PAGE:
During my brief blogging hiatus I did make time for one of the more important short harvests in a gardener's biennium. I refer, of course, to the tomato stake season which in my locale runs for a mere 48 hours, beginning at 1900 hours on the first Tuesday following the first Monday in November in even-numbered years, with occasional small harvests in other years.
This year the environmentalist in me was heartened, and the gardener dismayed, to discover that my preferred candidates had used recycleable materials--a printed polyethylene sleeve over a wire frame. Much as I hate to do them the favor of disposing of their waste, I was left to clean up the opposition's signs. One candidate, whose mulititude of signs had the best quality stakes, had waged a particularly odious campaign. Unable to campaign on his own qualifications, for he had none, he flung the foulest sort of dirt at the incumbent during the primary. It worked and he, not the incumbent, was on the November ballot.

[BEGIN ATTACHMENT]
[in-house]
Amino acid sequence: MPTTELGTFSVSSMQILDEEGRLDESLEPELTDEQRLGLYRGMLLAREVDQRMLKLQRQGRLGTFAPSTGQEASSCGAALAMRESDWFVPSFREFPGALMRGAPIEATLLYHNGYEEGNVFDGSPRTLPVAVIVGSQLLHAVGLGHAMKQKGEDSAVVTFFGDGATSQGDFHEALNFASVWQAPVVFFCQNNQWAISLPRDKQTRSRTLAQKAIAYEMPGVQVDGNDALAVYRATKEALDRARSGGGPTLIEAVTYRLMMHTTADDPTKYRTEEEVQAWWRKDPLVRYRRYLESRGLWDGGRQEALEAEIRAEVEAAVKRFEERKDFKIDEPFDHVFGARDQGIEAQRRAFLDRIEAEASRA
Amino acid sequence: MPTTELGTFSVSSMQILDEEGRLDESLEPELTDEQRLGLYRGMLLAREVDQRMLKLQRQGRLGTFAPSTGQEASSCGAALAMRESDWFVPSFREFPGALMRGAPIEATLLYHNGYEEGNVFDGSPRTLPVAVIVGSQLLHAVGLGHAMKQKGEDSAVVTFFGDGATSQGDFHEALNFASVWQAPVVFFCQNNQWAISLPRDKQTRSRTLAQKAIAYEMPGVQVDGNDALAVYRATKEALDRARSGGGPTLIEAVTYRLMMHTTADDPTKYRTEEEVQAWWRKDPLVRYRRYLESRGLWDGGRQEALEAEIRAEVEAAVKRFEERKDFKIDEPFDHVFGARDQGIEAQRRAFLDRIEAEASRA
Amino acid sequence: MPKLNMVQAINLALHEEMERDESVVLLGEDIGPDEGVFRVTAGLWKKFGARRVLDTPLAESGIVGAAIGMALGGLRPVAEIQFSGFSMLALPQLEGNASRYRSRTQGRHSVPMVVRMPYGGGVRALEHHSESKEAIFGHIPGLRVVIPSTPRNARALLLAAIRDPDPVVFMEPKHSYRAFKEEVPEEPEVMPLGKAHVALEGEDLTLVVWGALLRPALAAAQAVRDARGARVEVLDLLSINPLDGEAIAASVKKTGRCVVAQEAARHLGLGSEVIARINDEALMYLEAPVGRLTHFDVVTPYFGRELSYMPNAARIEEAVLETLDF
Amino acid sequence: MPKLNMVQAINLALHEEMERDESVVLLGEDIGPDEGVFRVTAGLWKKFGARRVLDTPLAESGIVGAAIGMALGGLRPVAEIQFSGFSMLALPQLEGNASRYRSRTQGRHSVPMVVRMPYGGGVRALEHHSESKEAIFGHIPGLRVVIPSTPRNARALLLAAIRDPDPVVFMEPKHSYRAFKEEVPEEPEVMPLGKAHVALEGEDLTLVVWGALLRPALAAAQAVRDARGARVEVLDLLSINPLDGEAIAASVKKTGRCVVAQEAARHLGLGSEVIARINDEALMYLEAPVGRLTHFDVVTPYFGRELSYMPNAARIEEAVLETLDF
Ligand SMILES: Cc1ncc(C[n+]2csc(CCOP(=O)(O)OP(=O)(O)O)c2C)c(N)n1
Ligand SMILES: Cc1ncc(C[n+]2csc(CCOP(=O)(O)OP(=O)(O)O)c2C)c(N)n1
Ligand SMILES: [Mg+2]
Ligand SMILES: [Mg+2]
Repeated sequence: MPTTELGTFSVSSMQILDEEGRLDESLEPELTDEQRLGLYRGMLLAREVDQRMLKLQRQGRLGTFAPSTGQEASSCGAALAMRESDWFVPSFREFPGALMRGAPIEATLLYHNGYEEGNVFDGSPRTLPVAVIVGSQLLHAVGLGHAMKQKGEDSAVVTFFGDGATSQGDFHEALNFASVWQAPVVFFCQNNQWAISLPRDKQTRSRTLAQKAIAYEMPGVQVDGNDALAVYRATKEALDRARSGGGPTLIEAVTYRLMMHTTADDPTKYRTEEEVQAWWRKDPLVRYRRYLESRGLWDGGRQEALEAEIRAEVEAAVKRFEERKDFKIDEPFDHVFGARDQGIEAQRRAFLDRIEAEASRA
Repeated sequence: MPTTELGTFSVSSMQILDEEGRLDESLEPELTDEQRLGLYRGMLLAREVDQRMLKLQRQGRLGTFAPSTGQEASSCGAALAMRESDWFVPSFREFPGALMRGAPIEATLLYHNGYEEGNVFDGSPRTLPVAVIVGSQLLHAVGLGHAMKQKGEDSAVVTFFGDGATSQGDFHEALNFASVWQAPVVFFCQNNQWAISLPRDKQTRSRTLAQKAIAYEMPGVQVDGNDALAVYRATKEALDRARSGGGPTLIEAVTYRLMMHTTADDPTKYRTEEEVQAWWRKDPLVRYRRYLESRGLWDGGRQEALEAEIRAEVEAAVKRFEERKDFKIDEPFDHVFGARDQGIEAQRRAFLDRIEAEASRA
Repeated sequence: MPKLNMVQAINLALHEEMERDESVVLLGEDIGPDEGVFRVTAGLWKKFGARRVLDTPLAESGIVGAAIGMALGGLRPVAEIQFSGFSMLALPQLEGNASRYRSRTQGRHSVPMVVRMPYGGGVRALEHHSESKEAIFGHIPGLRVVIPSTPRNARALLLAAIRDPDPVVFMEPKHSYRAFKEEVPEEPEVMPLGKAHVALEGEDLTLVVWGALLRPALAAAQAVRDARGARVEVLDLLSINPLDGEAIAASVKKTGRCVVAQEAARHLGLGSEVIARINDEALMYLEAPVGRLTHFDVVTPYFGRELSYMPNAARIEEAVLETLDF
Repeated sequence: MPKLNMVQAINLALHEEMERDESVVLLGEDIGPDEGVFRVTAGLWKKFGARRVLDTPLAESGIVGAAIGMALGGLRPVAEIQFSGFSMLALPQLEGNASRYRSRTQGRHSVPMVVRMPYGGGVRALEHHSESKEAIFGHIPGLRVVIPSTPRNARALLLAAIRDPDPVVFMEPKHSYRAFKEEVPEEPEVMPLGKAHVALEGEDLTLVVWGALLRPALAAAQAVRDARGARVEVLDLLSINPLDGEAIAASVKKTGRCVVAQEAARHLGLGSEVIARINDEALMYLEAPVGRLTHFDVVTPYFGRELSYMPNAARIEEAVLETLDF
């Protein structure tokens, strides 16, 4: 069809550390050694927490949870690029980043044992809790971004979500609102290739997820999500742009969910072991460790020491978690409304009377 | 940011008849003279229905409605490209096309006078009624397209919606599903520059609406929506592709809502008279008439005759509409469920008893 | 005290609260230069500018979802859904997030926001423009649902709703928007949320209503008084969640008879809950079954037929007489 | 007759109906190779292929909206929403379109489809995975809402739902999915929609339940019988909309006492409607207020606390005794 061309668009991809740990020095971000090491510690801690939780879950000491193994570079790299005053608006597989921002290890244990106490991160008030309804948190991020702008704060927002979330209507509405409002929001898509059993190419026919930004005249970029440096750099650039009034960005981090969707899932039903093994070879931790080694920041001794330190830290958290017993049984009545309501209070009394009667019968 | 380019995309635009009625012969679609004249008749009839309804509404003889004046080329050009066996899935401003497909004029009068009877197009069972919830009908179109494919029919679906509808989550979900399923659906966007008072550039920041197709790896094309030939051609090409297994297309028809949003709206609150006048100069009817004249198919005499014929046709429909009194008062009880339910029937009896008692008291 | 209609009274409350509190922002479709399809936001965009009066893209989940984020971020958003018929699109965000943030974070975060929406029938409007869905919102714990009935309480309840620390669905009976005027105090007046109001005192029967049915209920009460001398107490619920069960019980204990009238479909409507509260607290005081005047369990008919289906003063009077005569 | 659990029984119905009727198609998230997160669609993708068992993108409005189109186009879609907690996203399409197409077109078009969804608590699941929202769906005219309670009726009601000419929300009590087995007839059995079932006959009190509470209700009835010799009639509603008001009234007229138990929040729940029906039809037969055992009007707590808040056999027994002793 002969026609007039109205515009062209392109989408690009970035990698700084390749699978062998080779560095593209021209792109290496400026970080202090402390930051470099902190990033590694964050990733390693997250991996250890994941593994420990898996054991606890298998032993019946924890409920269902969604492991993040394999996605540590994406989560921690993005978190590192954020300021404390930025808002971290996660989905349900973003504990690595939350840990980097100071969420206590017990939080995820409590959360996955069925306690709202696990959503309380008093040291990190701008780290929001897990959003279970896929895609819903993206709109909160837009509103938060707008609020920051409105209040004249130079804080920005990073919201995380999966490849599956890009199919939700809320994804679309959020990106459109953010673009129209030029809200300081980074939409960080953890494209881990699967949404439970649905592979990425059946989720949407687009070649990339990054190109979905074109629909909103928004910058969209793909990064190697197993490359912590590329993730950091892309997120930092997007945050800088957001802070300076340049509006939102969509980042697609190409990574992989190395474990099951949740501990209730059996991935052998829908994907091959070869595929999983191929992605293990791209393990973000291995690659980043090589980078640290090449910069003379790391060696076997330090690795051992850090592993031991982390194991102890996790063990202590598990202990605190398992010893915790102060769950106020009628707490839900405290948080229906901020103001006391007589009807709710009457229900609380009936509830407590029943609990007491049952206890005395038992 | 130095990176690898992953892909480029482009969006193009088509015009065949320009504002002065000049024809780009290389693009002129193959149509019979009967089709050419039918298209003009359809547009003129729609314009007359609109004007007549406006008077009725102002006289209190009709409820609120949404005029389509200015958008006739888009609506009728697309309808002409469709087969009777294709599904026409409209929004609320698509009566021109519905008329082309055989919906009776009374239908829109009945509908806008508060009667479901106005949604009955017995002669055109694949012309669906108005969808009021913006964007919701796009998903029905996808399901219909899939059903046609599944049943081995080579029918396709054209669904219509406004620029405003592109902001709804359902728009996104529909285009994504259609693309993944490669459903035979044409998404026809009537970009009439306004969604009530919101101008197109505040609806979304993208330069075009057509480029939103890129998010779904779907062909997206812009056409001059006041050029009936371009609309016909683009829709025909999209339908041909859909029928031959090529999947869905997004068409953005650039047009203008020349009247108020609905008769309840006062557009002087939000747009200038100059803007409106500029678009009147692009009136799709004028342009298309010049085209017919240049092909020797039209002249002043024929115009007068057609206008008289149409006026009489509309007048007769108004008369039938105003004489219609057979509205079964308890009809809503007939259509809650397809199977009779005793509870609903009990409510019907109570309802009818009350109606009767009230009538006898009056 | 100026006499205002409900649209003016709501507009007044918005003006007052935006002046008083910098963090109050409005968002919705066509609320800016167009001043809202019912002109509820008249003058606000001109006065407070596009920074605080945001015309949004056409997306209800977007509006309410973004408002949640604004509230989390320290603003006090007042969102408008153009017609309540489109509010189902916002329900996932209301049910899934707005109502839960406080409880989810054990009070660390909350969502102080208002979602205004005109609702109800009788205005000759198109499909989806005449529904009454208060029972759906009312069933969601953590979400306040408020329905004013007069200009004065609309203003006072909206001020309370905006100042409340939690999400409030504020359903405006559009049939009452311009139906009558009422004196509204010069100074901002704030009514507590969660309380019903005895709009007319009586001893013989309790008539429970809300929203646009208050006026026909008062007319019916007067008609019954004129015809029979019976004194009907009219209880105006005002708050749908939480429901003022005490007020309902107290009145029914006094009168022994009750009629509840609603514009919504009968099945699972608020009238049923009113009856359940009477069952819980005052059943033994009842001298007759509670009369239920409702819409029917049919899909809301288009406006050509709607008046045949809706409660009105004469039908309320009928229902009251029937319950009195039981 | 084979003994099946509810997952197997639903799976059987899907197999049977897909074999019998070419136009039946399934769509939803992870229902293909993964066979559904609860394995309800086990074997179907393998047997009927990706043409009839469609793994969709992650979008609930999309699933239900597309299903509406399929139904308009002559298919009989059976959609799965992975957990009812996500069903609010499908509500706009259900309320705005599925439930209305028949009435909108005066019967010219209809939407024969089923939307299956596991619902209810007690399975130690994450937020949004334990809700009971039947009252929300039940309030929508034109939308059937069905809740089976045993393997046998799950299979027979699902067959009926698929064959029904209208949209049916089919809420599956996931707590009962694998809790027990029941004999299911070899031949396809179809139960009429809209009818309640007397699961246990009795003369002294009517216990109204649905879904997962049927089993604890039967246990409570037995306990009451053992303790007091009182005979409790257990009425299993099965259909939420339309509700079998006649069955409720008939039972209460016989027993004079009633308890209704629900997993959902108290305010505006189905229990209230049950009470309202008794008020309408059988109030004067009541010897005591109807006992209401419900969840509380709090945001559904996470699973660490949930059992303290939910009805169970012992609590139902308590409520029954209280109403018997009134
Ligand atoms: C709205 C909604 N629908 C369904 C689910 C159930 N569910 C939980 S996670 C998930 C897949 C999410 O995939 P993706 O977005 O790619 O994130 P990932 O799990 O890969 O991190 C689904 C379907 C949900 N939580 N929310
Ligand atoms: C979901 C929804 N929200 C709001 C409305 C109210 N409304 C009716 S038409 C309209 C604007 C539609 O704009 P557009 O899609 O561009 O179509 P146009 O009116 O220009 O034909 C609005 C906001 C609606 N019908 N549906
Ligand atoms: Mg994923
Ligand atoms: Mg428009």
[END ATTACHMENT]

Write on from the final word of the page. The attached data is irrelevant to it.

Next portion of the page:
I mentioned the waste. Once you've separated the tomato stakes from the actual signs, you're left with a stack of sturdy, weatherproof, non-recycleable, non-biodegradeable, corrugated plastic rectangles. There must be some way to use them, I thought, as my gaze fell on the chicken coop. The new coop
is bright and airy, but with single-wall construction it's also drafty. I've considered finishing off the interior walls with something. Perhaps the signs would work.
Two of my young roosters, Darcy and Collins, have taken to roosting on top of the nest boxes. I don't know how they manage to stay up there, given the slope, but they've made an awful mess of the plywood. It occurred to me that a slick plastic surface would either make it impossible for them to maintain a toehold, or be easier to clean if they were able to hold on.
Behold the candidate (who lost the election), useful at last:
And when those signs wear out, I have replacements at the ready: